She explains: “The banner is like a ‘picture in the mind,’ a scene that I use to get my students thinking about the story-telling, and later during the year, the writing process.”
“We begin with ‘once upon a time, (student’s name) lived in a beautiful castle. From there, the children begin to weave their story verbally. They learn the way that the structure of a story is written. Then, when they begin to work on their writing, we call upon those story-telling skills as a way of learning structure.”

With the banner complete and hung with the required poster hangers – “it’s a new school, after all, and we are very limited with what we can use on the walls,” Suzanne began creating her ‘learning kingdom’ before last year’s school year began.
A neighboring teacher loaned Suzanne a metal shield and a three-foot knight in armor which had been in her son’s bedroom. Both occupied a location on either side of the “learning kingdom.”
“One of my students turned, observing the banner, and asked me if the water was running,” Suzanne recalled, amused. “To them, and to us, the scene is that life-like.”
Gary, the son of Bob and Opal Adkison of Russellville, grew up in Dardanelle, along with his younger brother Greg who now lives in Little Rock.
“I believe I’ve been drawing as far back as I’m able to recall,” says Gary.

“It wasn’t until around my 4th or 5th grade elementary school years that I became aware that, to a lot of people, drawing things wasn’t developed along with learning to sign your name,” recalled Gary.
He admits his talent is responsible for getting out of a lot of class time while in high school.
“There was always someone who needed a backdrop or a poster, or something that needed my attention,” he chuckled.
Gary graduated from Dardanelle High School and attended Arkansas Tech University following graduation.
As Gary explains his path of life after high school and the early college years at Arkansas Tech, “Life happened,” and he left his original career path.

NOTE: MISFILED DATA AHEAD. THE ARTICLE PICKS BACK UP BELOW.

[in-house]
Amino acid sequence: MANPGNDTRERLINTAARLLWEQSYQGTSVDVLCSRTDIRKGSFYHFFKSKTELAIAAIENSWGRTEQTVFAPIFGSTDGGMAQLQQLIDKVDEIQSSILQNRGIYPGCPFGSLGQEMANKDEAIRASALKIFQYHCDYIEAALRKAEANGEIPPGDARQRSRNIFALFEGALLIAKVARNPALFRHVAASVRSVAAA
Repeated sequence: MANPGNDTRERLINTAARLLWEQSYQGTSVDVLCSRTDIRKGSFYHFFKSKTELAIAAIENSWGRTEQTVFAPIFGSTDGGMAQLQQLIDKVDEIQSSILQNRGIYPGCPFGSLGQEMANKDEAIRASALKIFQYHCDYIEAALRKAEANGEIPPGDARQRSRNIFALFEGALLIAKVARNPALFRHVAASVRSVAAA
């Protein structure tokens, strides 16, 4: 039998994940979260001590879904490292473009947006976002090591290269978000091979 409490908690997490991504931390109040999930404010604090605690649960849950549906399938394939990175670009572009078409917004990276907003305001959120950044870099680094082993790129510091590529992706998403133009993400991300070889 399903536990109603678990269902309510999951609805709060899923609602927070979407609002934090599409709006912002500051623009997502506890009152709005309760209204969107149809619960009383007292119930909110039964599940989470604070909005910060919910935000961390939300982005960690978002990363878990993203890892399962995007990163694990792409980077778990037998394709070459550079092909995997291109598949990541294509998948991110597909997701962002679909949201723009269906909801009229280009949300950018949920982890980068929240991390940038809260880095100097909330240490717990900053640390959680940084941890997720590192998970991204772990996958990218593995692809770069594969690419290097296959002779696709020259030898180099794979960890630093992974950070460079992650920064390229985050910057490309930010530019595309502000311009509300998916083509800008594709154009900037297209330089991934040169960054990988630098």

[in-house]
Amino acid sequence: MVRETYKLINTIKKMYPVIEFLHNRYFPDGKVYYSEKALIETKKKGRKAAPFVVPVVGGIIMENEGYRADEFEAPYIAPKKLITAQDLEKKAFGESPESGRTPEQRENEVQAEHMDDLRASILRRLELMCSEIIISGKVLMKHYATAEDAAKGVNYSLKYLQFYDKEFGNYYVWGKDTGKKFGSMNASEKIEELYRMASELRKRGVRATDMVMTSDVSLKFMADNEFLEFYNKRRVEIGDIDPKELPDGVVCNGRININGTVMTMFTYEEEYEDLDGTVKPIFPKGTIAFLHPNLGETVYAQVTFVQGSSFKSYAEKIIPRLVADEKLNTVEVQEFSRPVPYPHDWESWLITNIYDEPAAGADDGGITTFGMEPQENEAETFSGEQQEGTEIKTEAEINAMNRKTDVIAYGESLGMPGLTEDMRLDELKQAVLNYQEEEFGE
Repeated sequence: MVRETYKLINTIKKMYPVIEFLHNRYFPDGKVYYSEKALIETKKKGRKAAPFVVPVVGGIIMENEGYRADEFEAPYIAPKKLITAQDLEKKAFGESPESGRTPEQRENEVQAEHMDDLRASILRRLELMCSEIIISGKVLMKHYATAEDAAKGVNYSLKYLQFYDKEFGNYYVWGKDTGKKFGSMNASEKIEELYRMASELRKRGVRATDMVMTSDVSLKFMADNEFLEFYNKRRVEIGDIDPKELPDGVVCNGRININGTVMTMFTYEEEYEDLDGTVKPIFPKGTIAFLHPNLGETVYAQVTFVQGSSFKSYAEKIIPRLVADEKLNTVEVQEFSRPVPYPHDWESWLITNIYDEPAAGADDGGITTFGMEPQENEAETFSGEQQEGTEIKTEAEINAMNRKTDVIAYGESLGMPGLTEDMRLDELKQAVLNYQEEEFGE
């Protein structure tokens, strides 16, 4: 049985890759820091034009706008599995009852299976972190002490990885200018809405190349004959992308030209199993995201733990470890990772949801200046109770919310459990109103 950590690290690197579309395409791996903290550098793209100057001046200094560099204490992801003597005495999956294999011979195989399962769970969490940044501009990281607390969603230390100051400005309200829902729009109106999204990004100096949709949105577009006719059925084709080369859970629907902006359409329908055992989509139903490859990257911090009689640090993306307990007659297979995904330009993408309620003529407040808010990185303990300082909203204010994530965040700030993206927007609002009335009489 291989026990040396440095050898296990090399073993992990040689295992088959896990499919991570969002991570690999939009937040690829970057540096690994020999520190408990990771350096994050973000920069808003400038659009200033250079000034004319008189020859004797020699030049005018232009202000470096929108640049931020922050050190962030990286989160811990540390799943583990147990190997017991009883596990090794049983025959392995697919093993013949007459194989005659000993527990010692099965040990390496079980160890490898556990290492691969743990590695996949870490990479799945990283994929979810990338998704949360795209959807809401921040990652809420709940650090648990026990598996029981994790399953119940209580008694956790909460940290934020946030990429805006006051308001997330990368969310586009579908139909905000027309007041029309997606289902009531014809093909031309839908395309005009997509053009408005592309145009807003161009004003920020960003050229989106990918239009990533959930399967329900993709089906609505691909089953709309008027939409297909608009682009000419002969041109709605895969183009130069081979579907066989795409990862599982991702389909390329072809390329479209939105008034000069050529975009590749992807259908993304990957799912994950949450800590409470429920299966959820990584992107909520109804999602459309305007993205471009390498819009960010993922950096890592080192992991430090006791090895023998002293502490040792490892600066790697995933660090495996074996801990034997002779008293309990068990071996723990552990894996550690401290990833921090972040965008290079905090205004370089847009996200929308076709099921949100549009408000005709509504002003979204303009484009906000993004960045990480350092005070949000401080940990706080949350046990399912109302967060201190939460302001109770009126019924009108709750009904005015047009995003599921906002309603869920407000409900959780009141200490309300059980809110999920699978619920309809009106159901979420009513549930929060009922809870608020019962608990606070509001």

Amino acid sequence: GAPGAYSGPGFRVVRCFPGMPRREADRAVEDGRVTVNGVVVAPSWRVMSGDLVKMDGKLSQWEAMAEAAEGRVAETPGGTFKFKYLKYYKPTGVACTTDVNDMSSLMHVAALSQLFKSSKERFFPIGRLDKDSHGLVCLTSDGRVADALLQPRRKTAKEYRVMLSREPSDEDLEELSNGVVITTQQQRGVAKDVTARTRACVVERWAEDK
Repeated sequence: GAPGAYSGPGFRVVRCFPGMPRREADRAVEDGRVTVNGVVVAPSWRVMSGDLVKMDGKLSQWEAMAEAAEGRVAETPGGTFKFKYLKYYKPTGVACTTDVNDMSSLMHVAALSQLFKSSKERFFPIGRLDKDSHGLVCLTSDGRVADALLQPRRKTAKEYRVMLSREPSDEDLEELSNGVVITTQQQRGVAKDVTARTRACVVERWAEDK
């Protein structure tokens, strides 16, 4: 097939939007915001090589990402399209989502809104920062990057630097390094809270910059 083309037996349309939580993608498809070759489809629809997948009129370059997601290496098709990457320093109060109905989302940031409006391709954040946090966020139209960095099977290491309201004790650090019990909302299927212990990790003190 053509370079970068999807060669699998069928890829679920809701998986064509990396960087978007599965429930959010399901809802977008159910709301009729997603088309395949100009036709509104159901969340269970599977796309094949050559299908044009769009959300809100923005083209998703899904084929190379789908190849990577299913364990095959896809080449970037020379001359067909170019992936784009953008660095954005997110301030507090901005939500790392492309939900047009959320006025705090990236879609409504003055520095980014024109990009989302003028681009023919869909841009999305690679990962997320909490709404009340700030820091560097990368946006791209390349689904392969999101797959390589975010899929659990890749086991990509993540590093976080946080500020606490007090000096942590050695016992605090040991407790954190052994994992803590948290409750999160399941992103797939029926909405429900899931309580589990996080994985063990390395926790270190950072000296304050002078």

“I had thought about possibly instructing art, but things didn’t really go that way.”
He later attended ATU as a psychology major and professed his love of learning. He enjoys studying and researching, and admits to a love of science.
Speaking to Gary’s undeniable talent, Suzanne relays a story of Ajax can drawing that Gary did when he was three years old.

“He’d been bugging his mom to do something, so, out of desperation, she plopped him down in front of an Ajax cleaner can and he proceeded to draw. It was perfect, down to the last detail. His mom was astonished but she knew right then and there that Gary had an amazing ability.”
Beside his mom, his aunt Sue, Suzanne’s mother, is also one of Gary’s biggest cheerleaders, declares Suzanne.
Gary’s other ‘cheerleader’ Suzanne reminded him of one of her favorite drawings – charcoal pencil creations of life- like of Harley Davidson motorcycles. The rendition of a pair that Gary drew for himself and Greg.
“They used to pretend they were racing them, the drawings,” Suzanne added. “They were amazing.”
Gary admits that any type of vehicle drawings are a favorite theme – he has owned a number of classic mustangs.